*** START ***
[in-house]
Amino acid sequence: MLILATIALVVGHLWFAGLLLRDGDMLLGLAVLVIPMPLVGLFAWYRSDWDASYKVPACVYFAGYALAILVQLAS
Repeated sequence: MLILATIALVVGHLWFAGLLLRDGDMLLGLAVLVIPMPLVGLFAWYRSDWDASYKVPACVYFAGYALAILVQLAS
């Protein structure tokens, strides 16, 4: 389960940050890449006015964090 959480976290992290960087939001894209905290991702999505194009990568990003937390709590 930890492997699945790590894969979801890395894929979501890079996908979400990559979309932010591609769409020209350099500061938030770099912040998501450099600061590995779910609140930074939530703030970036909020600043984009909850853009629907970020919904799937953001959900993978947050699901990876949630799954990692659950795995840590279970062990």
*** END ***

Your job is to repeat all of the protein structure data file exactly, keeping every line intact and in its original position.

[in-house]
Amino acid sequence: MLILATIALVVGHLWFAGLLLRDGDMLLGLAVLVIPMPLVGLFAWYRSDWDASYKVPACVYFAGYALAILVQLAS
Repeated sequence: MLILATIALVVGHLWFAGLLLRDGDMLLGLAVLVIPMPLVGLFAWYRSDWDASYKVPACVYFAGYALAILVQLAS
């Protein structure tokens, strides 16, 4: 389960940050890449006015964090 959480976290992290960087939001894209905290991702999505194009990568990003937390709590 930890492997699945790590894969979801890395894929979501890079996908979400990559979309932010591609769409020209350099500061938030770099912040998501450099600061590995779910609140930074939530703030970036909020600043984009909850853009629907970020919904799937953001959900993978947050699901990876949630799954990692659950795995840590279970062990």